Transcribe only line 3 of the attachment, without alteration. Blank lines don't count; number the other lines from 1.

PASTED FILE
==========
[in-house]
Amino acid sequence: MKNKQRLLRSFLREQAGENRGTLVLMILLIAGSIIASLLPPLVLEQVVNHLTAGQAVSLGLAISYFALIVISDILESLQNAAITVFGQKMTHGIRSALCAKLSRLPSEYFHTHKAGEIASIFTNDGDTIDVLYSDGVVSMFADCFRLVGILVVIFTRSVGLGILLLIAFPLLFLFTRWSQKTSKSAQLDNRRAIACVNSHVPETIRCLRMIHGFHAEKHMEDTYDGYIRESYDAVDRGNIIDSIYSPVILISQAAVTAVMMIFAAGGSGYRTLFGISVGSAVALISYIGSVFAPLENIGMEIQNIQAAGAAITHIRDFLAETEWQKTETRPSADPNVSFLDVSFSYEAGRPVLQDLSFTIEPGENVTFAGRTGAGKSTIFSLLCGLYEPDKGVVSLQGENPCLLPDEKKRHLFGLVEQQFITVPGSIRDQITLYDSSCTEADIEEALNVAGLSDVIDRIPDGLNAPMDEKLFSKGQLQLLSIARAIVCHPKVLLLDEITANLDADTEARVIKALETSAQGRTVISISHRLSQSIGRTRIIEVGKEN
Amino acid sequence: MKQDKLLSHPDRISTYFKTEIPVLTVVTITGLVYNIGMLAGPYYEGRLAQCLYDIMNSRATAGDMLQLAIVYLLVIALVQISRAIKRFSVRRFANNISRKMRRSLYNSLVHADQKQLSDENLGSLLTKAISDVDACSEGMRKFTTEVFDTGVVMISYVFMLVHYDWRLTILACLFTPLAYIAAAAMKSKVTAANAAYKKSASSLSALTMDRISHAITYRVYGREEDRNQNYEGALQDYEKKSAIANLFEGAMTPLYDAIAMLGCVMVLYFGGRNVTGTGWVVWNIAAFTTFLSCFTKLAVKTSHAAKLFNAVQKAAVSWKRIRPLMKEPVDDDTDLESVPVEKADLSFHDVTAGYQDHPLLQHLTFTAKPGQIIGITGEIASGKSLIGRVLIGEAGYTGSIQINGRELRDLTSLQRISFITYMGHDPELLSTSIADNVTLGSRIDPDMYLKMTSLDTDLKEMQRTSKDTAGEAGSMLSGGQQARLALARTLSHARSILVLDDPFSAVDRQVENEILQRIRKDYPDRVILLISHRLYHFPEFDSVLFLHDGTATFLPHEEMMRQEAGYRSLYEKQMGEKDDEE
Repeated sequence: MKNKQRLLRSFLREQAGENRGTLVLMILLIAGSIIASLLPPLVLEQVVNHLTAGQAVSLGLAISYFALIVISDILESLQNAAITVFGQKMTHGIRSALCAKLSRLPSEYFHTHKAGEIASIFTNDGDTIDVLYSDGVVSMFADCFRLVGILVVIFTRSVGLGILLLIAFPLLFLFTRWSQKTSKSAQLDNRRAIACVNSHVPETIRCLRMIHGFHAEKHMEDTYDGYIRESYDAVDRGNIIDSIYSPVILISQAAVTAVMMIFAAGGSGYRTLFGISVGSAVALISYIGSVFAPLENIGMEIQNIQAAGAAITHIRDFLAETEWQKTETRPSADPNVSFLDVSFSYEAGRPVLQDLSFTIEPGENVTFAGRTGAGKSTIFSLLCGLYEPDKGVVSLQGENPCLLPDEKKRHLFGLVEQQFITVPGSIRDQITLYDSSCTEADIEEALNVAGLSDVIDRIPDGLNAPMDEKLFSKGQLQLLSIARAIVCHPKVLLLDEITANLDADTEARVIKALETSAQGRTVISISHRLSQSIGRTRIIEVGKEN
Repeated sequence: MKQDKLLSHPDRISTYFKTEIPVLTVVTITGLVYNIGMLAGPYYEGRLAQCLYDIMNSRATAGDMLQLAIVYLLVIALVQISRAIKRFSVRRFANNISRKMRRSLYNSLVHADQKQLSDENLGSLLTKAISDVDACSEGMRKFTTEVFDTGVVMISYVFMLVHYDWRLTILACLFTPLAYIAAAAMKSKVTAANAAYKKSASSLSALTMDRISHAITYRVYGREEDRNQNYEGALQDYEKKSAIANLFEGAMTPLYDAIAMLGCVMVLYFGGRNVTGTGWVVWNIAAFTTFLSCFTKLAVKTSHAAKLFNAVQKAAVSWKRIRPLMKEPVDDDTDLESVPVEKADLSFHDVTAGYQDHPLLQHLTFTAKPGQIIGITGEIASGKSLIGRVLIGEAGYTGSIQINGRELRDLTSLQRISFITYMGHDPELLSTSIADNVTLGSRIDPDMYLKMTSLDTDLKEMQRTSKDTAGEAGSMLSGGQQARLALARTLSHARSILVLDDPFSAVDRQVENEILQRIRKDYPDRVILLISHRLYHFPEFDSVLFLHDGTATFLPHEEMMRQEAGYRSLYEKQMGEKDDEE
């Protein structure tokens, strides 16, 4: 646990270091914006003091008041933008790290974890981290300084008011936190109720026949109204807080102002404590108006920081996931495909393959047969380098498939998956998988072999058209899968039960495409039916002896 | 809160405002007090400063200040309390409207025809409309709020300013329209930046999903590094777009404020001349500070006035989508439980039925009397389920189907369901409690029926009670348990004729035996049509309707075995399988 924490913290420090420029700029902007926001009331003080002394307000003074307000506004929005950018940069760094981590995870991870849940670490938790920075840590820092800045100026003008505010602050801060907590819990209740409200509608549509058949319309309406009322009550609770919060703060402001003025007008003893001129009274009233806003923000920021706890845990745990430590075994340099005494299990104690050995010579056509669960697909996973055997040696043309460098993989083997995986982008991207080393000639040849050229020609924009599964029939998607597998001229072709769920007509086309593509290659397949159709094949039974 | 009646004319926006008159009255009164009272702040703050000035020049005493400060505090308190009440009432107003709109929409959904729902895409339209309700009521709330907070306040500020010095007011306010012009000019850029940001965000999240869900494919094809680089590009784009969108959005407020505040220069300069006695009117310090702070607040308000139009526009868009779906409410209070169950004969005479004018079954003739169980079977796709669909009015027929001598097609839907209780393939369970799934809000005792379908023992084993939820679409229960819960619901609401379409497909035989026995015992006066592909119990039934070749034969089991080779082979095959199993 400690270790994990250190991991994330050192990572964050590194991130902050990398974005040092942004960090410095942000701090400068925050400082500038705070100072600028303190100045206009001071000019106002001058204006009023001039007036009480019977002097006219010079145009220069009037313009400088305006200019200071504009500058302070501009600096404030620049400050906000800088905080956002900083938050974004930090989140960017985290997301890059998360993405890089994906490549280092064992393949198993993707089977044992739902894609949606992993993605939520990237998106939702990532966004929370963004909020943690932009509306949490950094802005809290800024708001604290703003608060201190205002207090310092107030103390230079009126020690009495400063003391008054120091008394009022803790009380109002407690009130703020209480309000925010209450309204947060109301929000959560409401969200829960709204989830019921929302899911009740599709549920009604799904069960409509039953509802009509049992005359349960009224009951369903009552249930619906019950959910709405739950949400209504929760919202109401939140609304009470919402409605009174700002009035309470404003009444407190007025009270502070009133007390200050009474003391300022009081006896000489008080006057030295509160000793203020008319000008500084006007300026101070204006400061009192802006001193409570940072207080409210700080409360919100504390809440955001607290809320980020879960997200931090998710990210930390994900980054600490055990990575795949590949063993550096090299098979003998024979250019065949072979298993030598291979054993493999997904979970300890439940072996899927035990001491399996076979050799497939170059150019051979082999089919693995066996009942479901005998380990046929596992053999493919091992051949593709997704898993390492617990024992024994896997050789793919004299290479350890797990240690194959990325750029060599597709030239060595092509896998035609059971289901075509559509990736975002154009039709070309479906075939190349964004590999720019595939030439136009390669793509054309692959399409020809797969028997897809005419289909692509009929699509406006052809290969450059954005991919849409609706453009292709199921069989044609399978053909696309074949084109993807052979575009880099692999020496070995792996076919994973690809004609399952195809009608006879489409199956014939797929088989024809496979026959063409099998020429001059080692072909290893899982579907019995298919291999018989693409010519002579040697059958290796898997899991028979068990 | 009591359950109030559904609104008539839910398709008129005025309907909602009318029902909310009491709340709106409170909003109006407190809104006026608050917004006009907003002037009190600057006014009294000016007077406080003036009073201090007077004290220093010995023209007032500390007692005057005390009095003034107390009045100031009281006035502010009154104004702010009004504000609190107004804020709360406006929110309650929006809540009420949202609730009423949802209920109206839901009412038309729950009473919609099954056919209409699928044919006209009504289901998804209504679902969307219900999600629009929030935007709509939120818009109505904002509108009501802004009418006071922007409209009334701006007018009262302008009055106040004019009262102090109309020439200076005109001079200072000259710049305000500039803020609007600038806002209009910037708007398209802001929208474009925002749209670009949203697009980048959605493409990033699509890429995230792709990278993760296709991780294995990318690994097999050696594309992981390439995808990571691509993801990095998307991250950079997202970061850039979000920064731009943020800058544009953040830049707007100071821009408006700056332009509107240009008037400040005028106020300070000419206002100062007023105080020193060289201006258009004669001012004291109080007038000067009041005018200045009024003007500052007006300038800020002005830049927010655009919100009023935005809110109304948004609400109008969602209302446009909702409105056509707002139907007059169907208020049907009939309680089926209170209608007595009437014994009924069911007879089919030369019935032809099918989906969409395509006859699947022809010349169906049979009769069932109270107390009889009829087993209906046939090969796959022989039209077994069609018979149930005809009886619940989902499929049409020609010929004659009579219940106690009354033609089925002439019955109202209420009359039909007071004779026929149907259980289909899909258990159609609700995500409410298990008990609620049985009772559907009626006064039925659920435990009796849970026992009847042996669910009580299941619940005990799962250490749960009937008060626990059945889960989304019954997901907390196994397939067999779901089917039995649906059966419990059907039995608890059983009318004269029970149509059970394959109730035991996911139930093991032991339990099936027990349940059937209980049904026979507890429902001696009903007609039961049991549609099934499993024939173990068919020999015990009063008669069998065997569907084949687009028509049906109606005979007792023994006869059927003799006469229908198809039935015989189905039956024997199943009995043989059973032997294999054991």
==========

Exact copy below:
Amino acid sequence: MKQDKLLSHPDRISTYFKTEIPVLTVVTITGLVYNIGMLAGPYYEGRLAQCLYDIMNSRATAGDMLQLAIVYLLVIALVQISRAIKRFSVRRFANNISRKMRRSLYNSLVHADQKQLSDENLGSLLTKAISDVDACSEGMRKFTTEVFDTGVVMISYVFMLVHYDWRLTILACLFTPLAYIAAAAMKSKVTAANAAYKKSASSLSALTMDRISHAITYRVYGREEDRNQNYEGALQDYEKKSAIANLFEGAMTPLYDAIAMLGCVMVLYFGGRNVTGTGWVVWNIAAFTTFLSCFTKLAVKTSHAAKLFNAVQKAAVSWKRIRPLMKEPVDDDTDLESVPVEKADLSFHDVTAGYQDHPLLQHLTFTAKPGQIIGITGEIASGKSLIGRVLIGEAGYTGSIQINGRELRDLTSLQRISFITYMGHDPELLSTSIADNVTLGSRIDPDMYLKMTSLDTDLKEMQRTSKDTAGEAGSMLSGGQQARLALARTLSHARSILVLDDPFSAVDRQVENEILQRIRKDYPDRVILLISHRLYHFPEFDSVLFLHDGTATFLPHEEMMRQEAGYRSLYEKQMGEKDDEE